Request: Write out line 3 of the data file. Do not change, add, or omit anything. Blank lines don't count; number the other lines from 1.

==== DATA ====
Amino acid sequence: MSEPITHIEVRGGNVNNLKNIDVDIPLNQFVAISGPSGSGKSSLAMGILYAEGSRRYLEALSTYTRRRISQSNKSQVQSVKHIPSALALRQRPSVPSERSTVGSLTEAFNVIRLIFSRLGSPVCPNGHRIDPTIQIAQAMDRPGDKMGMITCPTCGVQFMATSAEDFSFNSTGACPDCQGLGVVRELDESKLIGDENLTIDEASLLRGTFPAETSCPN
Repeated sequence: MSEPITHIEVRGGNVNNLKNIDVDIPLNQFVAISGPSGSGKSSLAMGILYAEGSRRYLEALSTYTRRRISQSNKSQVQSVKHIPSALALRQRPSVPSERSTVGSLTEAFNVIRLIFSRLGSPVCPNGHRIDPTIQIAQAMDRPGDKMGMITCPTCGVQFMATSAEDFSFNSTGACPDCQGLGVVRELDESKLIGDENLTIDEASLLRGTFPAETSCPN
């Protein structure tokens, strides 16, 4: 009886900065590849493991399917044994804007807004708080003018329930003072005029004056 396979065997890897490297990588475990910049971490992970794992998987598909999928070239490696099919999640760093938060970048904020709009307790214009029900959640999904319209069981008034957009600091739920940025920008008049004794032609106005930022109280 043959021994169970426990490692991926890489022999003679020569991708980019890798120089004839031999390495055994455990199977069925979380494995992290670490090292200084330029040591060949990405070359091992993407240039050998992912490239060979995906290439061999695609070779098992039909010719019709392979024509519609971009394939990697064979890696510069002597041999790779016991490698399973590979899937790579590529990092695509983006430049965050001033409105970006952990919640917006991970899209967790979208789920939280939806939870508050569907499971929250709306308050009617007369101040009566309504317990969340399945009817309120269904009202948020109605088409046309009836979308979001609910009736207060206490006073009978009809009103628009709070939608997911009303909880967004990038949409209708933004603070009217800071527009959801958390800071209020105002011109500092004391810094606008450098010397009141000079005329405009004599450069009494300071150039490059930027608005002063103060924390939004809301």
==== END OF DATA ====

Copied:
């Protein structure tokens, strides 16, 4: 009886900065590849493991399917044994804007807004708080003018329930003072005029004056 396979065997890897490297990588475990910049971490992970794992998987598909999928070239490696099919999640760093938060970048904020709009307790214009029900959640999904319209069981008034957009600091739920940025920008008049004794032609106005930022109280 043959021994169970426990490692991926890489022999003679020569991708980019890798120089004839031999390495055994455990199977069925979380494995992290670490090292200084330029040591060949990405070359091992993407240039050998992912490239060979995906290439061999695609070779098992039909010719019709392979024509519609971009394939990697064979890696510069002597041999790779016991490698399973590979899937790579590529990092695509983006430049965050001033409105970006952990919640917006991970899209967790979208789920939280939806939870508050569907499971929250709306308050009617007369101040009566309504317990969340399945009817309120269904009202948020109605088409046309009836979308979001609910009736207060206490006073009978009809009103628009709070939608997911009303909880967004990038949409209708933004603070009217800071527009959801958390800071209020105002011109500092004391810094606008450098010397009141000079005329405009004599450069009494300071150039490059930027608005002063103060924390939004809301």